Investigators looking into the crash of Asiana flight 214 in San Francisco are now focusing on pilot error.
NTSB Chairwoman Deborah Hersman says a preliminary analysis of flight recorders shows the plane was traveling too slowly to land safely.
They're getting valuable clues from the plane's data recorder and the crew own words, taped by the cockpit voice recorder seconds before impact.
A crew member tried to get the pilot to abort the landing but it was too late.
" A call from one of crew members to increase speed is made approximately seven seconds prior to impact,"
Hersman says. " A call to initiate a go around occurs 1.5 seconds prior to impact."
While Hersman says everything is still on the table in this investigation which could take months,
the President of Asiana Airlines said Sunday it does not appear that mechanical failure caused the crash of flight 214.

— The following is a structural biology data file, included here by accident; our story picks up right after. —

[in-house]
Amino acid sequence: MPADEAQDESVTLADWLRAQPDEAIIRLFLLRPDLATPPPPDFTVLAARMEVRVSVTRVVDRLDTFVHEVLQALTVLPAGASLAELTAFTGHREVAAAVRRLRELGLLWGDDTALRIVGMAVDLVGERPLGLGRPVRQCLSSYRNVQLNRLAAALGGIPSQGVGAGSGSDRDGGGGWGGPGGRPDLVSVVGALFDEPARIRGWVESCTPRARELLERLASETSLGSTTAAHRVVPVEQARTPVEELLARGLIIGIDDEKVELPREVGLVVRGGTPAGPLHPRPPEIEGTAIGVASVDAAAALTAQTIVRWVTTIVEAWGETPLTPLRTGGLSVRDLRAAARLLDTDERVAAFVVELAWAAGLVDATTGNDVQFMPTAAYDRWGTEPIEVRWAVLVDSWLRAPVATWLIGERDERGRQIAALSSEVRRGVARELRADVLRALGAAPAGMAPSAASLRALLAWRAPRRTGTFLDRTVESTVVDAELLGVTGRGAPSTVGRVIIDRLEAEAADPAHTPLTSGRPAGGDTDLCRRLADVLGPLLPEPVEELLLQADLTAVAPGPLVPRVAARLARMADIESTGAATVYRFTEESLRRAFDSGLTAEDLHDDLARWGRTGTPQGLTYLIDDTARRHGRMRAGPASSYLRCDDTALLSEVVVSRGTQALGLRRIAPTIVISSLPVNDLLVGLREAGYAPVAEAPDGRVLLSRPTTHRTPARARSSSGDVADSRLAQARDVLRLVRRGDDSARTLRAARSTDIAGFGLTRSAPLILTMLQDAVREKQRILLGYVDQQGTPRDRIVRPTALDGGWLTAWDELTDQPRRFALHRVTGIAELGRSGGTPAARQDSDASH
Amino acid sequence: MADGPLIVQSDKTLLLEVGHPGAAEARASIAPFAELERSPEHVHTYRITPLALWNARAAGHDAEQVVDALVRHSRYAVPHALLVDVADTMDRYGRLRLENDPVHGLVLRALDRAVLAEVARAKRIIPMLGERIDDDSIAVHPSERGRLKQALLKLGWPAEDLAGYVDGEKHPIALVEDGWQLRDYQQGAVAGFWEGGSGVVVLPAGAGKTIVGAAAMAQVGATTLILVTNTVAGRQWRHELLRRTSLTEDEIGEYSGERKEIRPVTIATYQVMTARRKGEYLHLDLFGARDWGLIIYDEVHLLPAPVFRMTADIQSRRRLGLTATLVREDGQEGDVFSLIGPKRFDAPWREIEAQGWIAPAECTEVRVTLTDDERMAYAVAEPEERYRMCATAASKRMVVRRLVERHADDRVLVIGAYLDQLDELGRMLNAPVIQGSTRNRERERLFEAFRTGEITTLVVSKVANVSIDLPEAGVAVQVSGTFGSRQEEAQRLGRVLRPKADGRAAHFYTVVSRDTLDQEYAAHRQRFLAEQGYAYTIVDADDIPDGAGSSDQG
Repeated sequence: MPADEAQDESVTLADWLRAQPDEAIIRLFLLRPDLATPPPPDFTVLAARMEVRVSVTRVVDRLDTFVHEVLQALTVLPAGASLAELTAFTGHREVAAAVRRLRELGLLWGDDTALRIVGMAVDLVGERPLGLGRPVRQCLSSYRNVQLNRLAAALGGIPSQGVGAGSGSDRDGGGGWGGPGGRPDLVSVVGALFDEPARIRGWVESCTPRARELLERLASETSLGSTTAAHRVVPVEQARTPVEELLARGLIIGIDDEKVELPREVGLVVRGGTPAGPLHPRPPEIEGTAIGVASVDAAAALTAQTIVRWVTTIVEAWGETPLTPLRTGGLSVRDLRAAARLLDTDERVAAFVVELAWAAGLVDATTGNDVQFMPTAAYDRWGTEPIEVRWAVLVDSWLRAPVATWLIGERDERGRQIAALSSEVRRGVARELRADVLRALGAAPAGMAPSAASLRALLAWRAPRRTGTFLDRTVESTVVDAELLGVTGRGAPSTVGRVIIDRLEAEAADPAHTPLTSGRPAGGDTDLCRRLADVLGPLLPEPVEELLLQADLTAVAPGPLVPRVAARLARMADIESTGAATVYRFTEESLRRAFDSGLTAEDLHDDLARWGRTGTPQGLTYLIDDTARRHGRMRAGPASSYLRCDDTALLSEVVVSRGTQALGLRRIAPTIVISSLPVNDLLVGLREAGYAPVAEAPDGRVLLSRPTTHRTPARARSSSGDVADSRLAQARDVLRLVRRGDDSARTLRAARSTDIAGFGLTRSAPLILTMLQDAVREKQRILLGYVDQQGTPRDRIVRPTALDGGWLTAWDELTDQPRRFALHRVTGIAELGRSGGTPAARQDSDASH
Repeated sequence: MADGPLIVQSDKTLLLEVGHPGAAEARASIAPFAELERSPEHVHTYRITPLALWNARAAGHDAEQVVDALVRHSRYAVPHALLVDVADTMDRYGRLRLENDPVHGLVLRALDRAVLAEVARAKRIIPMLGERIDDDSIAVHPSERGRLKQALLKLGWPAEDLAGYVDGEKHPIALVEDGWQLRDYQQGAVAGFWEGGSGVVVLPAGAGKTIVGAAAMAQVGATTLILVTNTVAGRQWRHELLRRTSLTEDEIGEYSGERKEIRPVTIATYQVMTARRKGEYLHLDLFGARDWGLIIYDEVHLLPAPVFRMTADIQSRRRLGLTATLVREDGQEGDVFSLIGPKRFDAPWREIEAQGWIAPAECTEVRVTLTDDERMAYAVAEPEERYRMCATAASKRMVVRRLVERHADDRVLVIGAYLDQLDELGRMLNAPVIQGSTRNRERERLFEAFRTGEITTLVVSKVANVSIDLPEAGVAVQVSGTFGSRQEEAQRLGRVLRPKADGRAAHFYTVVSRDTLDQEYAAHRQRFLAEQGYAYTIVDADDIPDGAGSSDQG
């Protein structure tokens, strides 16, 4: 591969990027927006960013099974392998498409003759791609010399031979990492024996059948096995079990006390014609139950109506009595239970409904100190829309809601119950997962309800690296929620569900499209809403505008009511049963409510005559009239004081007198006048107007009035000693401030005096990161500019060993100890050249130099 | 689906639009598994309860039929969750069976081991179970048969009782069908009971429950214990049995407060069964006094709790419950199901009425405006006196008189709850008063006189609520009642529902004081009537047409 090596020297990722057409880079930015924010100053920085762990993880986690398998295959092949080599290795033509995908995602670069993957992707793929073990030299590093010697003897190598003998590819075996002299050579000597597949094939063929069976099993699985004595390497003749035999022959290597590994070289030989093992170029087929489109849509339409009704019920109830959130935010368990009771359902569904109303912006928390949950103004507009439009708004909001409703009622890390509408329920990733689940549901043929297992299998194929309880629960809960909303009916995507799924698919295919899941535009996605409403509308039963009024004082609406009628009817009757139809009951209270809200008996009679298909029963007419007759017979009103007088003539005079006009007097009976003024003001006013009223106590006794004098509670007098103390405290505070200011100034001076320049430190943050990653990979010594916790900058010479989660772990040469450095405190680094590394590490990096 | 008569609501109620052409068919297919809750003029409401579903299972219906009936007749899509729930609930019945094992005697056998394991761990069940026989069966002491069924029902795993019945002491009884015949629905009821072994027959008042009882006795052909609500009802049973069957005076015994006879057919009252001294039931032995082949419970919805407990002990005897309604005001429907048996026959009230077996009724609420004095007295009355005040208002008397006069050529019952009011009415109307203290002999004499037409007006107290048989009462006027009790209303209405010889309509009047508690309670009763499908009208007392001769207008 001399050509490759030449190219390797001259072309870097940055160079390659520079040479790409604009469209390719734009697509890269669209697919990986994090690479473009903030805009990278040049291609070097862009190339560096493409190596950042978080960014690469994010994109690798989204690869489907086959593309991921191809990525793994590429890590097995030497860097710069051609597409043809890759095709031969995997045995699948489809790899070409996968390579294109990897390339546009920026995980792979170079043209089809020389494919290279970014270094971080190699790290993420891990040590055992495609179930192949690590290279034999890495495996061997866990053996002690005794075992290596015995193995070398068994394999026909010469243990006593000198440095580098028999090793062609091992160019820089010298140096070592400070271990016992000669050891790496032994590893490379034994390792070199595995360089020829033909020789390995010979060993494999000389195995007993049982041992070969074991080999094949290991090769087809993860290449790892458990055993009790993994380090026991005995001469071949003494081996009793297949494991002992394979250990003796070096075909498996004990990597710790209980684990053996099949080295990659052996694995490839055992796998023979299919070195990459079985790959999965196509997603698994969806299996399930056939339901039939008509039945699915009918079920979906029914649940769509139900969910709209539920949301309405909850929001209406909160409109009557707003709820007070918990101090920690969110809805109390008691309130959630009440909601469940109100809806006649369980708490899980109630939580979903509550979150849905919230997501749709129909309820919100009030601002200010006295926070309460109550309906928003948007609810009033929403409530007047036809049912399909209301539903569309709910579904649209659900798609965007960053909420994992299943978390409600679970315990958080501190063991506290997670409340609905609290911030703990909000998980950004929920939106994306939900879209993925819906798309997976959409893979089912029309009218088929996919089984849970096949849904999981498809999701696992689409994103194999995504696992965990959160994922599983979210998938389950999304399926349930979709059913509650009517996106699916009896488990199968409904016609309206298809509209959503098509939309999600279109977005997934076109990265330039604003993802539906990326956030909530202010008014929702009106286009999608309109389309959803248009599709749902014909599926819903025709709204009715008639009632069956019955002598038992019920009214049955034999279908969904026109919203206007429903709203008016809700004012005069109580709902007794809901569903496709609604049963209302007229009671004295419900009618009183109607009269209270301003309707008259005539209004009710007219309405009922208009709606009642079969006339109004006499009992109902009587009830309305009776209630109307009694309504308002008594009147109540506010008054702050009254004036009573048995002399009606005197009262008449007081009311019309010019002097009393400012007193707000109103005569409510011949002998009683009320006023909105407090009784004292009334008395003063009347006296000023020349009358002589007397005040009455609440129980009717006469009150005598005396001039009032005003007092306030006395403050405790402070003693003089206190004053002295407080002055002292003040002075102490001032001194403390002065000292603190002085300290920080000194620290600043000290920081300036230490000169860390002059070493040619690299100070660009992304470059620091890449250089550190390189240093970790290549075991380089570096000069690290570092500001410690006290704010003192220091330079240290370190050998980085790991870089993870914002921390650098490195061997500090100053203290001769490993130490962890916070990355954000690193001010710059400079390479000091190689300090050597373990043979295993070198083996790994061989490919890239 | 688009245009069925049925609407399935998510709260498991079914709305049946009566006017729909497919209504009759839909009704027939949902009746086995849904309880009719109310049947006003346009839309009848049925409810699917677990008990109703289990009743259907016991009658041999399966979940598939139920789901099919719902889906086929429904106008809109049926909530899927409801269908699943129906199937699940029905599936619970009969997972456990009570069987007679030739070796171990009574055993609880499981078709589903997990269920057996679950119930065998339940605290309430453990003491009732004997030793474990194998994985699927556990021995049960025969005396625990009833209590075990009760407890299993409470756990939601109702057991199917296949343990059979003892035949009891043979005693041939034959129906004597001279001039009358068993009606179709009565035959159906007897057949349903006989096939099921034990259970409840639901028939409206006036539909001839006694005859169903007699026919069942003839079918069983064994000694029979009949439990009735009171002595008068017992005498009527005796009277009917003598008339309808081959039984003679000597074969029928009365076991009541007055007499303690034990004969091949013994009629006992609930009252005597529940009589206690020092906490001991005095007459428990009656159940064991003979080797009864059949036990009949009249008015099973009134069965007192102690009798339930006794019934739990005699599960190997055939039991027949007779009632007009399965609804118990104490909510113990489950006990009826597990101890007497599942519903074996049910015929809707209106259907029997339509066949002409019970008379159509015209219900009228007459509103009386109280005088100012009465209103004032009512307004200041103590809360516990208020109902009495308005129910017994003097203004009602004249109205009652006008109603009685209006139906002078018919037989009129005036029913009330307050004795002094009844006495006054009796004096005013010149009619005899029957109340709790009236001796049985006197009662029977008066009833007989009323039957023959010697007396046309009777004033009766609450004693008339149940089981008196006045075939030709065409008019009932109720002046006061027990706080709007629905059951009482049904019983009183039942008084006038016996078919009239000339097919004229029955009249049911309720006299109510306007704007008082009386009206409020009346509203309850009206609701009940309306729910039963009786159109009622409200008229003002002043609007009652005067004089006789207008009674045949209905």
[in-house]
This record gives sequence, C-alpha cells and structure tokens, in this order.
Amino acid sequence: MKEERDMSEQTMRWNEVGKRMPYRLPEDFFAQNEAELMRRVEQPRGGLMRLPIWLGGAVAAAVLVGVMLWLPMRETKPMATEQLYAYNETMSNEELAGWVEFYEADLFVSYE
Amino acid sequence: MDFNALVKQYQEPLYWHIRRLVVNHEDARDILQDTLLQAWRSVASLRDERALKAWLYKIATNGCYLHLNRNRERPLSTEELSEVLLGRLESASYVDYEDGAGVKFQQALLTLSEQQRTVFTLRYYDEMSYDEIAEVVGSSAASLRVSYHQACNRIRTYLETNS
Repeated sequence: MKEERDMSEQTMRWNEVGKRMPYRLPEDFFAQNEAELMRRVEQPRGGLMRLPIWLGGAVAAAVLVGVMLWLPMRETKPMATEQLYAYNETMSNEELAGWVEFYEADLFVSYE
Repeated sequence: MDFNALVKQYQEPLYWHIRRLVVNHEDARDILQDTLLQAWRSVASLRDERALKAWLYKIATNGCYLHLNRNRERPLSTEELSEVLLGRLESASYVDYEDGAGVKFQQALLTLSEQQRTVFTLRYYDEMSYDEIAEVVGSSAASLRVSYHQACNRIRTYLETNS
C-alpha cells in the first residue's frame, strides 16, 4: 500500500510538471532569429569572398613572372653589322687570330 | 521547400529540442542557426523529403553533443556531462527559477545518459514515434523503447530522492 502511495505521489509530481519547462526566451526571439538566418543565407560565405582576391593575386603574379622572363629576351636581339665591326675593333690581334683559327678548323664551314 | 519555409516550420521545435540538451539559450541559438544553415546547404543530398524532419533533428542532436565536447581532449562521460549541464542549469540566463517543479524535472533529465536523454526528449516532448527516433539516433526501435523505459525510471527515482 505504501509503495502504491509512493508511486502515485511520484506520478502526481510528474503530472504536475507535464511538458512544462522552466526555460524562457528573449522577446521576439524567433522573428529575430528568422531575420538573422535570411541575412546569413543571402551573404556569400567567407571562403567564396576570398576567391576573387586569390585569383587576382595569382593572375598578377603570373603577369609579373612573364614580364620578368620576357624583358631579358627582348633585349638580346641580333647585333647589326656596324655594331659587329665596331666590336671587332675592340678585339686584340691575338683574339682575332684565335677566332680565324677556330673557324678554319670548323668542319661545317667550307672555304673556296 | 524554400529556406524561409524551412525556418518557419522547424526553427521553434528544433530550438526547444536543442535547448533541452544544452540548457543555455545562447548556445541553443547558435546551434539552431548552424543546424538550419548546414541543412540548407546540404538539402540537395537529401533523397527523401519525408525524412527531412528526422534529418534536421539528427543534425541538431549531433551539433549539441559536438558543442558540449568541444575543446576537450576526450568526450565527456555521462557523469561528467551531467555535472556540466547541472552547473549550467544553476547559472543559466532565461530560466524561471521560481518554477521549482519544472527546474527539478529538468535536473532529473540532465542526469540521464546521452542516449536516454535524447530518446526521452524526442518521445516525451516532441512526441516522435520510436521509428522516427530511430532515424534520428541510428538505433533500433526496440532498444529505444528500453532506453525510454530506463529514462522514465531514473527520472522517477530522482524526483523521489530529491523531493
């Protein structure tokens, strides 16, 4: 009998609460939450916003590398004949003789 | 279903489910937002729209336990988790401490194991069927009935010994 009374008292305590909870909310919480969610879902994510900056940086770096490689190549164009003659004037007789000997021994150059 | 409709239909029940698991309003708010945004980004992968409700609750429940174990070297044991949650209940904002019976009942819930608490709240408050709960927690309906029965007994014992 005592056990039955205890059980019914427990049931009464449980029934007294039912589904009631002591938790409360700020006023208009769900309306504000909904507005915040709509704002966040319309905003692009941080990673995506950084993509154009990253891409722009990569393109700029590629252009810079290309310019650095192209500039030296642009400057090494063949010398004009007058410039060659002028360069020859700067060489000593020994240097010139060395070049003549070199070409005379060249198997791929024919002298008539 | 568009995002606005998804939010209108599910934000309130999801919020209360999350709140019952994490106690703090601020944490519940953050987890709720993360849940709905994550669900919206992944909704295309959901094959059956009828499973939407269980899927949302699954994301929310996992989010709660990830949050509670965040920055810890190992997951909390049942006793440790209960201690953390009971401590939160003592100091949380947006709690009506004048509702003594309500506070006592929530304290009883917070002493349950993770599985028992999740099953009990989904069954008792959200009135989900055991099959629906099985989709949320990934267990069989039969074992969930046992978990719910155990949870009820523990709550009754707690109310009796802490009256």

NTSB investigators, who are leading the search for a cause, say all aspects of the flight, everything from crew sleep schedules to weather and airport construction will be examined.
Eight passengers remain in critical condition, with everything from head trauma to fractured spines. Many of the survivors have burns and traumatic injuries from the seatbelts and slamming into other seats.
The two passengers who died have been identified as 16 year old girls. Both are Korean students on a school field trip.
WTTG FOX 5 & myfoxdc
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